Astrophysicist Neil deGrasse Tyson says some of the bitter arguments about medicine and science during the COVID-19 pandemic can be blamed on a fundamental misunderstanding of science.
“People were unwittingly witnessing science at its very best.… [They said,] ‘You told me not to wear a mask a month ago and now you tell me [to] wear it.… You don’t know what you’re talking about.’ Yes, we do,” the American astrophysicist and author told The Sunday Magazine host Piya Chattopadhyay.
“Science is a means of querying nature. And when we have enough experiments and enough observations, only then can we say: This is how nature behaves, whether you like it or not. And that is when science contributes to what is to what is objectively true in the world.”
Tyson, who is also the director at the Hayden Planetarium in New York City, is doing his part to try to make his corner of the scientific world more accessible with his new book A Brief Welcome to the Universe, co-authored with Michael A. Strauss and J. Richard Gott.
He hopes readers can take those lessons to other scientific topics, including the COVID-19 pandemic, which has seen several controversies flourish about the nature of the virus and the measures developed to fight it.
Misconceptions about how science works stems in part, he said, from the fact that it’s often improperly taught at the earliest levels of education.
“People think science is the answer. ‘Oh, give me the answer. You’re a scientist. What’s the answer?’ And then I say things like: ‘We actually don’t have an answer to that.’ And people get upset. They even get angry. ‘You’re a scientist. You should know,'” he explained.
“What’s not taught in school is that science is a way of learning what is and is not true. The scientific method is a way of ensuring that your own bias does not leave you thinking something is true that is not, or that something is not true that is.”
Big universe, simple language
A Brief Welcome to the Universe is billed as an approachable “pocket-sized tour” of the cosmos, answering such questions as “How do stars live and die?” and “How did the universe begin?”
It’s a condensed version of the 2016 edition of the book, Welcome to the Universe: An Astrophysical Tour.
Tyson and his co-authors argue in the book that astrophysics uses simpler language than other scientific disciplines, which makes it a good starting point to learn about science.
“I don’t simplify the origin of the universe and then call it ‘The Big Bang’ to you. We call it that to each other,” said Tyson. The same goes for well-known phenomena like black holes, sunspots and the planet Jupiter’s Great Red Spot, he added.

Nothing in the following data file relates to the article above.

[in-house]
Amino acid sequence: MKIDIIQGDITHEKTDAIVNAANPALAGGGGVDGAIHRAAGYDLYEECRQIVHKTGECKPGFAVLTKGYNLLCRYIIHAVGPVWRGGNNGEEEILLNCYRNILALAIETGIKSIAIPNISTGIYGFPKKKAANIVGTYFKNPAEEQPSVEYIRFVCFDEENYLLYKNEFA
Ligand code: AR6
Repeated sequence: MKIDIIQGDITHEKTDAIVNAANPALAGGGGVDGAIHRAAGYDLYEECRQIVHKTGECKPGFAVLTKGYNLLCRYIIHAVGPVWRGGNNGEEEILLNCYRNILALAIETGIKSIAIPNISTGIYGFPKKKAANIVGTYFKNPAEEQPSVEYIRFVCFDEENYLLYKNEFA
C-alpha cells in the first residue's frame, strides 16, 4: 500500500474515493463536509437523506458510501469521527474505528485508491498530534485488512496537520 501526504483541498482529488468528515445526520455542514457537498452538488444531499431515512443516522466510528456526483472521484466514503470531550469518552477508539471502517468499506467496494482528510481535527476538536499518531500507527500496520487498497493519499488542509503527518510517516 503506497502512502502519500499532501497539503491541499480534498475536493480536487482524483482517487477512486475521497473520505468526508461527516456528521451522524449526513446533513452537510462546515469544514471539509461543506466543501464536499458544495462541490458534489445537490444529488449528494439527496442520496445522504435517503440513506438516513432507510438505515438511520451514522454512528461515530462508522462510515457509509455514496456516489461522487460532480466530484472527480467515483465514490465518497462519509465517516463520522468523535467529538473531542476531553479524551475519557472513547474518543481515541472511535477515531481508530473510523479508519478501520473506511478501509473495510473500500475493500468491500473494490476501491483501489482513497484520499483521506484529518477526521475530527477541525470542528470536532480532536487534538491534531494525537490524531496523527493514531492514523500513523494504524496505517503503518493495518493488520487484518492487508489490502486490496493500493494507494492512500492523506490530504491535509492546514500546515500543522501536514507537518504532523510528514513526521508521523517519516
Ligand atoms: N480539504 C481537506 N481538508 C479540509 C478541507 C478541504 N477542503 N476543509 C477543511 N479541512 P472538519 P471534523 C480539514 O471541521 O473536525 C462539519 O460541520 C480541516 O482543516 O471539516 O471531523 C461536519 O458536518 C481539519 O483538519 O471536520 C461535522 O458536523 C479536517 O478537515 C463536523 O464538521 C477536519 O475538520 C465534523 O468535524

Start with those, and then you can move onto other topics, some with more complex names — such as the Coriolis force, which, among other things, explains how the Earth’s rotation subtly affects the way a football travels in the air during a field kick.
“There are simple things in science. And if you’re interested, you can then go out and learn the complex things. But I’m not going to lead with the complex things. What good is that? That never solved anything,” he said.
Many people likely know Tyson from his appearances on American talk shows, often critiquing or debunking questionable science seen in movies and other pop culture. He’s commented on everything from the feasibility of resurrecting dinosaurs, like in Jurassic Park, to the improper night-sky backdrop in the final scenes of Titanic.
He also talks about science on his podcast StarTalk, as well as on a National Geographic TV show of the same name and another show called Cosmos.
Tyson was temporarily removed from both programs in late 2018, after accusations of sexual misconduct from two women, which he denied. Following an investigation, in early 2019, National Geographic and Fox reinstated Tyson on their shows. They did not address the allegations in their statement announcing the decision.
Perhaps none of the topics Tyson is known for speaking about has sparked more discussion than Pluto, the former ninth planet.
“Oh, don’t get me started,” Tyson responded immediately upon mention of the icy celestial body, which was demoted from planet to dwarf planet status in 2006 by the International Astronomical Union.
The term “dwarf planet” is relatively new. It grouped Pluto, which was originally discovered in 1930, with a number of other icy bodies larger than an asteroid but smaller in size and mass to rocky planets closer to the Sun, including the Earth.
“The word planet really should be discarded,” he said. “Because if I say I discovered a planet orbiting a star, you have to ask me 20 more questions to get any understanding of what the hell the thing is.”
The word “planet” comes from the Greek planetes, meaning “wanderer.” In ancient times, that included Mercury, Venus, Mars, Jupiter and Saturn, but also the moon and the sun. Earth wasn’t considered a planet, because it was believed to be the unmoving centre of the known universe.
Over time, the scientific method progressed beyond that: the Earth is a planet that orbits the sun, which is a star. We now know our moon is one of at least 200 moons in the solar system.
To Tyson, Pluto’s reclassification represents the next step in our evolving understanding of the cosmos, which has necessarily become more complex.
It also illustrates a broadening of our scientific horizons that ancient civilizations might have never contemplated.
That’s why when Tyson was asked how to best answer a child’s question about things we do not know, such as “how big is the universe,” he said the best thing we can say is that we do not know.
“That is one of the greatest answers you can ever give someone — because it leaves them wanting for more. And they might one day be the person who discovers what the answer will be.”
Written by Jonathan Ore. Produced by Sarah-Joyce Battersby.
SpaceX Tapped For 3 More Possible Commercial Crew Flights To Space – Forbes
SpaceX’s Crew Dragon is just going to get busier shuttling astronauts in the coming years.